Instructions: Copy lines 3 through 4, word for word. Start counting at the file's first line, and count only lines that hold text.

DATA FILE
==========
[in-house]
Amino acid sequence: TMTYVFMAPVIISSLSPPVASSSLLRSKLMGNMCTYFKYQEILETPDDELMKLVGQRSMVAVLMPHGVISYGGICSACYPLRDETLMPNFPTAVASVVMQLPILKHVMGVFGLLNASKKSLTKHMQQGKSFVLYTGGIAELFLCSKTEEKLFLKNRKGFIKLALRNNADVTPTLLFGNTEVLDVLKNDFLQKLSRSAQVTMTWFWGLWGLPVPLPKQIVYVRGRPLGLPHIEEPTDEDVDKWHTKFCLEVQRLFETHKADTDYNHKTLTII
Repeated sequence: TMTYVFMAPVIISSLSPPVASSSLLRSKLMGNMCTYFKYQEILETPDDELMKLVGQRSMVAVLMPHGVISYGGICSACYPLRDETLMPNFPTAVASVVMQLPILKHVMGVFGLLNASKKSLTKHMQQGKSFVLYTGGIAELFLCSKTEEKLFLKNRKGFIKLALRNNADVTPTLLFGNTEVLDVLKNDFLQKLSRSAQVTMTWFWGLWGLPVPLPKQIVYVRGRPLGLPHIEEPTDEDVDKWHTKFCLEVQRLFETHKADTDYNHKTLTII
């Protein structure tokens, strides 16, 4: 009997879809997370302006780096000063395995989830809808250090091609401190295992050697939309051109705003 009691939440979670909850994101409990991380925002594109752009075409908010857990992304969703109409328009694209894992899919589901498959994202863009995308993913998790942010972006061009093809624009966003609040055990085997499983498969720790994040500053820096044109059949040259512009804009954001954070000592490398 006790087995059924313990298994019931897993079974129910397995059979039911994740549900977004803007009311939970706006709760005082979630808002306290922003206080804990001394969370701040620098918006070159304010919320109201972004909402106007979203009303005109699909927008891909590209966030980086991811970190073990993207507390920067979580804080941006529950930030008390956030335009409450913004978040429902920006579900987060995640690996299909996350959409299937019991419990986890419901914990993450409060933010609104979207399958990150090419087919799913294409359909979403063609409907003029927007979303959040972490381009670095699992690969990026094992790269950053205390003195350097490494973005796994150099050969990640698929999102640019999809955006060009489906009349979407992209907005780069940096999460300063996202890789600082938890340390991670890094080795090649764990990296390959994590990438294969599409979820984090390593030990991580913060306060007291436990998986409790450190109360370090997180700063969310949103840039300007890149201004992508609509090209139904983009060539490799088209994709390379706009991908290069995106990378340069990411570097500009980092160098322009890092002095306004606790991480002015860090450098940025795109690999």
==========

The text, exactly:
Repeated sequence: TMTYVFMAPVIISSLSPPVASSSLLRSKLMGNMCTYFKYQEILETPDDELMKLVGQRSMVAVLMPHGVISYGGICSACYPLRDETLMPNFPTAVASVVMQLPILKHVMGVFGLLNASKKSLTKHMQQGKSFVLYTGGIAELFLCSKTEEKLFLKNRKGFIKLALRNNADVTPTLLFGNTEVLDVLKNDFLQKLSRSAQVTMTWFWGLWGLPVPLPKQIVYVRGRPLGLPHIEEPTDEDVDKWHTKFCLEVQRLFETHKADTDYNHKTLTII
């Protein structure tokens, strides 16, 4: 009997879809997370302006780096000063395995989830809808250090091609401190295992050697939309051109705003 009691939440979670909850994101409990991380925002594109752009075409908010857990992304969703109409328009694209894992899919589901498959994202863009995308993913998790942010972006061009093809624009966003609040055990085997499983498969720790994040500053820096044109059949040259512009804009954001954070000592490398 006790087995059924313990298994019931897993079974129910397995059979039911994740549900977004803007009311939970706006709760005082979630808002306290922003206080804990001394969370701040620098918006070159304010919320109201972004909402106007979203009303005109699909927008891909590209966030980086991811970190073990993207507390920067979580804080941006529950930030008390956030335009409450913004978040429902920006579900987060995640690996299909996350959409299937019991419990986890419901914990993450409060933010609104979207399958990150090419087919799913294409359909979403063609409907003029927007979303959040972490381009670095699992690969990026094992790269950053205390003195350097490494973005796994150099050969990640698929999102640019999809955006060009489906009349979407992209907005780069940096999460300063996202890789600082938890340390991670890094080795090649764990990296390959994590990438294969599409979820984090390593030990991580913060306060007291436990998986409790450190109360370090997180700063969310949103840039300007890149201004992508609509090209139904983009060539490799088209994709390379706009991908290069995106990378340069990411570097500009980092160098322009890092002095306004606790991480002015860090450098940025795109690999």